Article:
• 31:37 Cory: These are not exhaustive and you might not fit all of these criteria, but this is a simple way to start thinking about whether you’re focusing too much on the outside. Number one, you might be too outward focused if you’re fairly successful at building a list or an audience but you’re not building toward anything. People say, “How do I build a list? How do I build my newsletter? How do I make sure I have a billion followers?” I say, “What are you building towards?” They say, “Having all of those followers.” That’s nothing.

You have to be building toward something— brands need goals.

  • 32:35 For a business model, you want to achieve profitability. For a non-business model, for a non-profit or something, your goal could be to raise $5 million for this cause or to send 300 people on this trip around the world to do whatever. If you’re not building toward something, you’re running in place. It’s like being on a treadmill. It might feel like you’re doing something, but you’re not getting anywhere. With a treadmill, you might be working on your health and your internal structure, but you aren’t actually going anywhere.
  • 33:31 Number two, the second sign that you might be too outward focused is if negative feedback crushes you, rather than inviting you to become introspective and to work on what needs to be worked on. If you have a sense of where you’re going and you’ve built up your mission, purpose, and values, if your brand is set, negative feedback helps you see what you can work on. It might hurt a little bit. Let’s say an iTunes review comes in and they say, “Cory and Kyle, you’re the most terrible ever.” That’s not really helpful. Let’s say they write a paragraph or two on the things we could work on.
  • 34:34 If I was too focused on just building outwardly, I would feel like we were failing. I would enter this downward spiral. If we wanted to work on both, I could say, “What parts of this have truth? What parts of this feedback can help us make this podcast better?” That’s how I see negative feedback now. First off, people aren’t resonating. Secondly, for the people who are, I want to make this better for them.
  • 35:09 Kyle: Cory mentioned the Coolest Cooler earlier, and this takes me back to that. If they just had the goal of putting this product on Kickstarter and making it, if someone came along and said that they would have to deliver these on time and that they would probably get a lot of orders and it probably wouldn’t turn out well for them because they don’t have their processes in place, that’s negative feedback. If they were focused on wanting to get coolers to people that they are actually going to enjoy and they had a game plan and a future focus, they would respond to that feedback and say, “That’s true. We need to have this nailed down and plan for hundreds of thousands of orders before we put this out, so we make sure we get this to people on time, if not earlier, than promised, so we have a good brand perception.”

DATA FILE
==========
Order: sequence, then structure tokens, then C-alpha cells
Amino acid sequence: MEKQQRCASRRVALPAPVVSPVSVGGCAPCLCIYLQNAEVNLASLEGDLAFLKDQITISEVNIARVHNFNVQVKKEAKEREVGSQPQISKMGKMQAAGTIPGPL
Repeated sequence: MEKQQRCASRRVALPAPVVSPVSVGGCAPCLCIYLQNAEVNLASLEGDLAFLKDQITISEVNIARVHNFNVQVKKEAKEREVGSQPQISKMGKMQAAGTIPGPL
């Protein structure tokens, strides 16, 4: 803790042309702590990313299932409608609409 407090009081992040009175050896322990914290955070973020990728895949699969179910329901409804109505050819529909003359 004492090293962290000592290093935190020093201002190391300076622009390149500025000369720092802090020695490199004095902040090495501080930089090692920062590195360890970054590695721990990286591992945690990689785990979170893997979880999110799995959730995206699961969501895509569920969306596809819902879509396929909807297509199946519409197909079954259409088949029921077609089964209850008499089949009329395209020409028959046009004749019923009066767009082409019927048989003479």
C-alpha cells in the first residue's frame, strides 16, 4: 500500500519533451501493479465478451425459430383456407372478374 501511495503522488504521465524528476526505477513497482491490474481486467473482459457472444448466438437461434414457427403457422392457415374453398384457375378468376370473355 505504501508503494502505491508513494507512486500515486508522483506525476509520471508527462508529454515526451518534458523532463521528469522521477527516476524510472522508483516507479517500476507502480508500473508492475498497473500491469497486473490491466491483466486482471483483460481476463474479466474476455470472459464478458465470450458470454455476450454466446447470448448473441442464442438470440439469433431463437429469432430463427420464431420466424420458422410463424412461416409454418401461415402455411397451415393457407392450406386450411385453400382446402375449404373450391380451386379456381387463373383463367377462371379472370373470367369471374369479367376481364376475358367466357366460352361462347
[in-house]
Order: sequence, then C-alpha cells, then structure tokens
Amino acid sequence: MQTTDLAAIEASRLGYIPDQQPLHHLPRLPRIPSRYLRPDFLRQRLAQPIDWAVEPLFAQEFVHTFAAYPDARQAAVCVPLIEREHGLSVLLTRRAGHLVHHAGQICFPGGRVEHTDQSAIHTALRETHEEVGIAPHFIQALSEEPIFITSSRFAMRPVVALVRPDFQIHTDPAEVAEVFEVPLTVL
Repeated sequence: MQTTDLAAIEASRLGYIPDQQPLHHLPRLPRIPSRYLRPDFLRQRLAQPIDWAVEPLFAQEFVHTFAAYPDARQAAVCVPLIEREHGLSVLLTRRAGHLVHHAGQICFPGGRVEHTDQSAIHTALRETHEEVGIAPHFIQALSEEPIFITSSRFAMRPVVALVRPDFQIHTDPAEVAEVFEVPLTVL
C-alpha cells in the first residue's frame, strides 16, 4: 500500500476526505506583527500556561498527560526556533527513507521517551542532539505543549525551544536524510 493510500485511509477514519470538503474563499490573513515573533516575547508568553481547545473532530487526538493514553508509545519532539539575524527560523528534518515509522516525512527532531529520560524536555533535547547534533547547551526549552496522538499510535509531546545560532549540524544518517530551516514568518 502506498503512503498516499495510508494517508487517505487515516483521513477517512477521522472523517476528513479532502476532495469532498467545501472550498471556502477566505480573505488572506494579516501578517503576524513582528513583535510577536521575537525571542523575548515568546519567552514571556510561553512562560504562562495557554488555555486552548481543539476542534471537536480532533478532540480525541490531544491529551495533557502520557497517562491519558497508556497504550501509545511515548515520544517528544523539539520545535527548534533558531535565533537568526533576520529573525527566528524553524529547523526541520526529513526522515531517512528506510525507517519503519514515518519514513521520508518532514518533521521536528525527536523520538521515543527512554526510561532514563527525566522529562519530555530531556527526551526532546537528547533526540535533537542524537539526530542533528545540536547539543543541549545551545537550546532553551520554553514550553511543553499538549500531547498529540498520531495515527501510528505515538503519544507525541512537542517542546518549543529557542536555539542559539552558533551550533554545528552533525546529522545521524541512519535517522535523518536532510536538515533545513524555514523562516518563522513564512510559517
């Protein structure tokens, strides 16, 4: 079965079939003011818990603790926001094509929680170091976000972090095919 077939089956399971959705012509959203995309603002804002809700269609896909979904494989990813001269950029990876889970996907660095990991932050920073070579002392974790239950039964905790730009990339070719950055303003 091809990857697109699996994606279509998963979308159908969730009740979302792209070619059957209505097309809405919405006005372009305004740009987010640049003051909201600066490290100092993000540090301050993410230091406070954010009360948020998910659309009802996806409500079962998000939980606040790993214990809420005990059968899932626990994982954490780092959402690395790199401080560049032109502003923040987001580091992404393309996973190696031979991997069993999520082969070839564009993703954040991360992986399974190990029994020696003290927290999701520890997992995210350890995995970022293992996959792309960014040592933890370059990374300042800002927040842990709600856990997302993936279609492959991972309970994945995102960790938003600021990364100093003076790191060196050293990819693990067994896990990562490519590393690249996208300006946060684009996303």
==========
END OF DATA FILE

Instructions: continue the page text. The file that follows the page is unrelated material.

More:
Rather than dragging you down, negative feedback should fuel you.

  • 36:18 Cory: In a couple of episodes, we’re going to talk about managing feedback and how you should handle everything when people comment or send in emails. How do you make your brand better? We’ll talk about that. Welcome that, because it gives you the opportunity to reach a better level. That kind of feedback allows you to work on something you need to work on. Number three, you might be too outward focused if you have an idea of where you want to go, but you struggle with knowing how to get there. A lot of people have this idea, but they don’t know what the steps are for getting where they want to go.
  • 37:14 What are the practical day-to-day steps? Month-to-month? Year to year? These three signs don’t mean that you’re doing everything wrong, but if you’re feeling some disconnect there, this could be helpful. Maybe you need to pull back and do that evaluation. What is an end goal? Work backwards from there. What are the big things? Break those down into smaller steps.
  • 37:39 Kyle: We’re talking about balancing the two, and something important to keep in mind is that you can break these things down into bite-sized pieces, manageable things you can do while you’re doing something like building an audience. For example, you could also be planning for other things. I’m working toward having physical products that people can order in my store, and during that process, I’ve been building an audience, putting work out there, and talking about what I do. On the inside, one day, I might look up packaging prices for what I want to do.